5. When To Teach

The final issue concerns when to teach. Should instruction focus on teaching higher-order thinking skills only after the learner has mastered lower-level basic skills or should instruction on thinking begin when the learner is still a novice? The common-sense view favors the prior-mastery approach: students cannot understand higher-order skills until they have mastered lower-level ones.

However, cognitive science research on teaching reading, writing, and mathematics shows that students can benefit from learning higher-order thinking skills before they have completely mastered the basics. In reading, for example, elementary school students can benefit from learning how to summarize a passage, how to predict what will come next, and how to recognize portions that need clarification even if they are still not fluent in basic decoding skills (Brown and Palinscar 1989). In writing, students can benefit from writing creative essays even before they have mastered spelling, grammar, and punctuation (Kellogg 1994). In mathematics, students can benefit from direct instruction in how to represent word problems even before they have completely automatized their computational fluency (Sternberg and Ben-Zeev 1996). In contrast to the prior-mastery view, this research provides support for an approach that can be called constraint removal—providing scaffolding support that enables students to work on tasks they have not yet mastered (such as allowing a student to dictate an essay).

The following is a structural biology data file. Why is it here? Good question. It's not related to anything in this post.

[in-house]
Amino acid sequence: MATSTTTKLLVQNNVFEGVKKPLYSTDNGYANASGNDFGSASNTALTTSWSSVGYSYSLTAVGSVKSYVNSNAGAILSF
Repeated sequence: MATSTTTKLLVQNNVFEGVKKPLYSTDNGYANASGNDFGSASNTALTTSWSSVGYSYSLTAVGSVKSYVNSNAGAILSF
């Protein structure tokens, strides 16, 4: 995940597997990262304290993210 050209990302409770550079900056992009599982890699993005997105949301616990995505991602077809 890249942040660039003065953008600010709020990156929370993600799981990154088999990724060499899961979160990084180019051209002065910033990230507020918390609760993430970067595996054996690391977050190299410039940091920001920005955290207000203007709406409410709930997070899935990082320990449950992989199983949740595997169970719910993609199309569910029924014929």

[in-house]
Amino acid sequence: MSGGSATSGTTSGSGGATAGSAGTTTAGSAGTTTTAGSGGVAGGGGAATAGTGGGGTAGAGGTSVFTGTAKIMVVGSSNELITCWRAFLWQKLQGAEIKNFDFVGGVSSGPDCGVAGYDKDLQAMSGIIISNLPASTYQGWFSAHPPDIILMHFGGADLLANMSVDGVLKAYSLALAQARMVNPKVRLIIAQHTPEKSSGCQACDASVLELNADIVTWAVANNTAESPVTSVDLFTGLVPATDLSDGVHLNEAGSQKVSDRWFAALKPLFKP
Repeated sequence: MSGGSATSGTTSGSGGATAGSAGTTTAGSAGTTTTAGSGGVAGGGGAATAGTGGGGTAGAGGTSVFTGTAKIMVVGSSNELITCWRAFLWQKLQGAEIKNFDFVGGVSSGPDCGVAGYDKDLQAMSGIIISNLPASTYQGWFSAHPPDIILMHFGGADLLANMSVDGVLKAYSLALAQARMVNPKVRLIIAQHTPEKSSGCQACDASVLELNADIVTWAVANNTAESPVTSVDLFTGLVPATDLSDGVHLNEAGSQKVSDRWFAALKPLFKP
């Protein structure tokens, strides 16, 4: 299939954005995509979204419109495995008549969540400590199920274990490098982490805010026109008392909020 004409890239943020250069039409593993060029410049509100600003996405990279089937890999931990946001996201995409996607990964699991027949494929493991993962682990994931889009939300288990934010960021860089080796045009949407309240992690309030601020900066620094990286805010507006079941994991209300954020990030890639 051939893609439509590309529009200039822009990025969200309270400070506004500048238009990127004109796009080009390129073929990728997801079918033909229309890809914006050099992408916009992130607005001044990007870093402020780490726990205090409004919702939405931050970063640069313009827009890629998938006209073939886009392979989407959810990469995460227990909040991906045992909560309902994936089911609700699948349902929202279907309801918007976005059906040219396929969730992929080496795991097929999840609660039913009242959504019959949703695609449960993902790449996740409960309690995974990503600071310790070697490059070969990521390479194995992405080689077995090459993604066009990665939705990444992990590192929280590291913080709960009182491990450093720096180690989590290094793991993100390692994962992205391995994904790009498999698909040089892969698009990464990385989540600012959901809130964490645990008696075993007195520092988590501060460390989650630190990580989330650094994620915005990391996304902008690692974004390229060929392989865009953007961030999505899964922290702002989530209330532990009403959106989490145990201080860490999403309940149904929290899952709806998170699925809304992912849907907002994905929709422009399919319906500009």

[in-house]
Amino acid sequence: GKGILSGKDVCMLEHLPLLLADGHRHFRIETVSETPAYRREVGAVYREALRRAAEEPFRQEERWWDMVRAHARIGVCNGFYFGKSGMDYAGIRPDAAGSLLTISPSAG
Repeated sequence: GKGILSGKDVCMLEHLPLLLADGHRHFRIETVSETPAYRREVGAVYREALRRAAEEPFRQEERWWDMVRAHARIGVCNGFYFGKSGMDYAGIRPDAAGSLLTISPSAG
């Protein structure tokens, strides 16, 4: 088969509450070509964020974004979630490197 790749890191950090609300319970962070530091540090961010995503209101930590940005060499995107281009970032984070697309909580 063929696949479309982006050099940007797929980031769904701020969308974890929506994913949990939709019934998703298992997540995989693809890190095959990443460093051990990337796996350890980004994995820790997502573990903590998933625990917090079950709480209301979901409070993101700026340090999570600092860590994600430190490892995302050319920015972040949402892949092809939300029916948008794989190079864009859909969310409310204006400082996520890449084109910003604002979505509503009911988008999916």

According to the constraint-removal approach, teaching for thinking can begin while the learner is still a novice. In answer to the question of when to teach, supporters of this approach argue that it makes no sense to wait until the student has automated all lower level skills.

6. Summary

In summary, teaching for thinking involves helping students to be able to use what they learn to solve new problems. In contrast to common-sense views, teaching for thinking is likely to be most successful when the focus is on (a) teaching thinking as a collection of smaller component skills rather than as a single monolithic ability, (b) teaching the process of how to solve problems rather than solely the product of problem solving, (c) teaching thinking within a specific subject domain rather than as an isolated domain-free course, and (d) teaching while students are novices rather than waiting until they have mastered all basic skills.